Navy follows strict protocols for exercises during whale migration season

Spectacular show: The whales are putting on a spectacular show inside and outside Jervis Bay at the moment during their annual migration. Photo: Dolphin Watch Cruises - Jervis Bay
Spectacular show: The whales are putting on a spectacular show inside and outside Jervis Bay at the moment during their annual migration. Photo: Dolphin Watch Cruises - Jervis Bay

NAVY said exercises last week off Jervis Bay did not impact on the annual whale migration.

The Beecroft Weapons Range near Currarong was closed for defence activities and while there was no bombing during the exercise, navy said gunfire support (firing shells from ships onto land-based targets), was carried out, which was a regular activity.

Navy’s response was the same as last year when the Greens spokesperson Justin Field questioned the impact on whales during exercises at the weapons range and in waters around the Jervis Bay Marine Park during the migration.

“Navy operates under strict guidelines,” a defence spokesperson said.

“Military activities are carefully planned and controlled. Environmental protection is a major component of this planning.”

The spokesperson said the RAN was committed to be a leader in managing the environment sustainably to support the Australian Defence Force’s (ADF’s) ability to protect the country and its national interests.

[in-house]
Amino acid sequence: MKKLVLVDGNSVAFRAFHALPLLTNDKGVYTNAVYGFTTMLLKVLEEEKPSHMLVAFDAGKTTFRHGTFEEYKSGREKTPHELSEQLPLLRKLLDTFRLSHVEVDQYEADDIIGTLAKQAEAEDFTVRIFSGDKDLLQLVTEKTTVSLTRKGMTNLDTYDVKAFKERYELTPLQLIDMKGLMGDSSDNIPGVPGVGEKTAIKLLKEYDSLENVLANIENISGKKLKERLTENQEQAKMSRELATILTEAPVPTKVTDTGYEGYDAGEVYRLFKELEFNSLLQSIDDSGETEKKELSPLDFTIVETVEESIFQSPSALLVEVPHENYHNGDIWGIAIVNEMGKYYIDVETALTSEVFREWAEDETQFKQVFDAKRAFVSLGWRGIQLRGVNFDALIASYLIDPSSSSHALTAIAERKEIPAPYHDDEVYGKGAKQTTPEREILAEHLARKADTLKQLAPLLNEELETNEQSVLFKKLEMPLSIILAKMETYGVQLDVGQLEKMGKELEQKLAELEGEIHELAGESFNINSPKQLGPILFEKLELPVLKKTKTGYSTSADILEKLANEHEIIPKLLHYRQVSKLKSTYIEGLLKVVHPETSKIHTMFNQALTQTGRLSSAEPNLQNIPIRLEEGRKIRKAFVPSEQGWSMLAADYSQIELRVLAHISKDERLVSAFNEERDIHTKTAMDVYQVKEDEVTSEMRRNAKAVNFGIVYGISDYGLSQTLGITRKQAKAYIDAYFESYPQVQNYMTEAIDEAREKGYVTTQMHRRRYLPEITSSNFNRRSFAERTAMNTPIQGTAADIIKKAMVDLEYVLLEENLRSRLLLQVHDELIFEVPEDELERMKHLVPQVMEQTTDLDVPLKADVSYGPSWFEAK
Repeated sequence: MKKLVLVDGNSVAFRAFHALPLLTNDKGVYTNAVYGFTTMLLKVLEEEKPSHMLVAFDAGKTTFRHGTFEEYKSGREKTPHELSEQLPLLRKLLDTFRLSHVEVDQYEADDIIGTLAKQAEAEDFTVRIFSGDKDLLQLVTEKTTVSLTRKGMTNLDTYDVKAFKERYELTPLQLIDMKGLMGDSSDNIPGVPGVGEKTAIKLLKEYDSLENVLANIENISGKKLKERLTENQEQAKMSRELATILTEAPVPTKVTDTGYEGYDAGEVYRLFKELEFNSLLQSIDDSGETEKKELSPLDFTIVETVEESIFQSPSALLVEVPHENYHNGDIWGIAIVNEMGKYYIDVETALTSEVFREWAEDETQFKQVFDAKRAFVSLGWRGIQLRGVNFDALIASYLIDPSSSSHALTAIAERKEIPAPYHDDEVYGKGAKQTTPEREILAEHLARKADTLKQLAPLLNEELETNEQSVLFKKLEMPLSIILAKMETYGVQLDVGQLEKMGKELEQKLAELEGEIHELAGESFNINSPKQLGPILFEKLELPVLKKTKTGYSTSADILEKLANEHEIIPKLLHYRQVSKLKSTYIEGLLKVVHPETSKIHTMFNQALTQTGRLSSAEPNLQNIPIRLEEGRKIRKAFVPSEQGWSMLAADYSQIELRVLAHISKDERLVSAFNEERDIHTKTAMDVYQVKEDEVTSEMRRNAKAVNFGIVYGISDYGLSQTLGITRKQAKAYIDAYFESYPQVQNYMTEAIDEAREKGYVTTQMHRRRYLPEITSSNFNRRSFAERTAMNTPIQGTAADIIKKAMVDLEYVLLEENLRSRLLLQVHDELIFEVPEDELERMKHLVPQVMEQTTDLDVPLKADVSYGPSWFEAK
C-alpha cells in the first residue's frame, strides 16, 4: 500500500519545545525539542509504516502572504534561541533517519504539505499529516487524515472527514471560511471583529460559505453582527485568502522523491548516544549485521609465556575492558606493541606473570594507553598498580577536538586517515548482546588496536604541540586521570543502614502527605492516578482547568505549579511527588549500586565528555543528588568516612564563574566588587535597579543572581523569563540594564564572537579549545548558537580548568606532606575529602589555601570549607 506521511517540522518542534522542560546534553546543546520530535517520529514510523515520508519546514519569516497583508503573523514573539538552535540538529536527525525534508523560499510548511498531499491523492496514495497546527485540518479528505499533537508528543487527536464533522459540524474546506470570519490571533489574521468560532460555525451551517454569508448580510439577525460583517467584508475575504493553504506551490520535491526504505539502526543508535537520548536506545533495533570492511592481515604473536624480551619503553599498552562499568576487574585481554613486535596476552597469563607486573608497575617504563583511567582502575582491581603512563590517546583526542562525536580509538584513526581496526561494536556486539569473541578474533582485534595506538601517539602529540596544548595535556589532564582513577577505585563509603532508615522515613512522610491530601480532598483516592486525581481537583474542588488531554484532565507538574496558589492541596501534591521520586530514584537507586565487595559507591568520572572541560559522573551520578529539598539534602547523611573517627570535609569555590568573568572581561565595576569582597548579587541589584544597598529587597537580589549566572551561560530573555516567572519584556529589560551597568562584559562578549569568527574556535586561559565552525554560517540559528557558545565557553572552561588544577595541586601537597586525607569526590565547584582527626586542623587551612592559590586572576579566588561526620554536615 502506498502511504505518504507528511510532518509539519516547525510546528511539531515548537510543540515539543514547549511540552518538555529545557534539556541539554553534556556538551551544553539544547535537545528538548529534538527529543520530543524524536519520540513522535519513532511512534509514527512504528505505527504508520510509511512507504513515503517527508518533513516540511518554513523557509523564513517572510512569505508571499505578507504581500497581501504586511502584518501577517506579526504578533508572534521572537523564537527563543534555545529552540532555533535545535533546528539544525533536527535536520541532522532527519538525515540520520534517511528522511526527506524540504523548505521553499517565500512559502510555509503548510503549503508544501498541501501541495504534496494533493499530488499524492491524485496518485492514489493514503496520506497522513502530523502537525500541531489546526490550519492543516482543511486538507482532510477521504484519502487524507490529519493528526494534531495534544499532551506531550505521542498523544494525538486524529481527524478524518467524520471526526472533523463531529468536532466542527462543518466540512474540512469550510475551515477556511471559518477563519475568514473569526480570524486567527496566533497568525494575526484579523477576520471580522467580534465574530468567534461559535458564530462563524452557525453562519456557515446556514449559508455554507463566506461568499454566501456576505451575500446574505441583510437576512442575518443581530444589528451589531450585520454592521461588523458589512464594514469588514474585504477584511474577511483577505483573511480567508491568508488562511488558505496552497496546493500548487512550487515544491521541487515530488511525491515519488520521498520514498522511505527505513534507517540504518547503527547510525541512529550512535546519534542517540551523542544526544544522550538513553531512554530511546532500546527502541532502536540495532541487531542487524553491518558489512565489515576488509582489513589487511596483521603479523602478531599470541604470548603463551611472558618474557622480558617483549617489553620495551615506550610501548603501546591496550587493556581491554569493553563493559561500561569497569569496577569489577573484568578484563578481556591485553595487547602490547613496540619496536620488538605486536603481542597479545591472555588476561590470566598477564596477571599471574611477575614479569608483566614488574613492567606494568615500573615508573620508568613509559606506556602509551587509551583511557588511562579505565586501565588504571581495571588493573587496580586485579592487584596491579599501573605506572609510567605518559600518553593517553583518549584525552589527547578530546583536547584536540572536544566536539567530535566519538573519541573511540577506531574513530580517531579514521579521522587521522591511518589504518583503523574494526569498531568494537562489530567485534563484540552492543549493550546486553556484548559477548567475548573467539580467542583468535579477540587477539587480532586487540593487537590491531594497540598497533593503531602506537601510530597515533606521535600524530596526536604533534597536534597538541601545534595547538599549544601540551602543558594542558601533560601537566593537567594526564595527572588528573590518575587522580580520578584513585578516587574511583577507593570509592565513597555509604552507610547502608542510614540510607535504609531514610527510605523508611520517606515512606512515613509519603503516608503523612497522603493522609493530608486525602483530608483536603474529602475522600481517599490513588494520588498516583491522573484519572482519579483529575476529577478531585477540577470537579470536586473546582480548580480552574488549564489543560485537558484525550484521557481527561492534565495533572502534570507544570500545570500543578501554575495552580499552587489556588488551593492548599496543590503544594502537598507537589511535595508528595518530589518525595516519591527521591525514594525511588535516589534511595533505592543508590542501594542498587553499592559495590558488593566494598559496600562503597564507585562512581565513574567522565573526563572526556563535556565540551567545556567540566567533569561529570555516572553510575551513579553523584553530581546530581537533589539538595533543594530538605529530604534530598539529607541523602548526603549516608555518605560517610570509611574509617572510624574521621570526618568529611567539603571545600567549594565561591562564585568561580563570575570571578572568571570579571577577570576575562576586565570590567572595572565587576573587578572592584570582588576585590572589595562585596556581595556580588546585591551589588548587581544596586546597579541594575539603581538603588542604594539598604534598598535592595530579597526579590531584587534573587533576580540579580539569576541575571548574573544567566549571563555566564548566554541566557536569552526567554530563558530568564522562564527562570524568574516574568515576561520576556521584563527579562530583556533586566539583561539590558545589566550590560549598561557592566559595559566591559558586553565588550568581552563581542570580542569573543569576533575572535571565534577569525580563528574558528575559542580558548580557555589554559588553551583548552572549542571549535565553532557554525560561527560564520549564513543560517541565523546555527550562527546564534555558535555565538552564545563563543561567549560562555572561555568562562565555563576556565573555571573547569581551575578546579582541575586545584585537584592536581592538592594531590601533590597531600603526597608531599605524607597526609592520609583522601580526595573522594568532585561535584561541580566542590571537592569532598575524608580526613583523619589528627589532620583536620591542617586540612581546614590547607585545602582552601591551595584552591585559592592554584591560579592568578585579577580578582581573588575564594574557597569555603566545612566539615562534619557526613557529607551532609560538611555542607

HMAS Anzac fires her five inch main gun off the coast of Jervis Bay. Photo: Paul McCallum

HMAS Anzac fires her five inch main gun off the coast of Jervis Bay. Photo: Paul McCallum

“At all times, environmental restrictions are observed in accordance with the RAN’s environmental procedure cards (EPCs), which form part of the ADF Maritime Activities Environmental Management Plan,” the spokesperson said.

“The measures had proven to be effective when exercising in whale migration areas.

“The procedures included in the EPCs are routinely reviewed and have been assessed by the Department of the Environment, as the national regulatory authority, and relevant interest groups.”

Defence said the use of active sonar by navy frigates was infrequent, with sonar usually only used during occasional exercises with submarines, or switched on briefly for a daily functionality checks. Sonars were inactive at most times when RAN ships are at sea.

Further information on the RAN’s commitment to the environment can be found at: http://www.navy.gov.au/ about/organisation/environment

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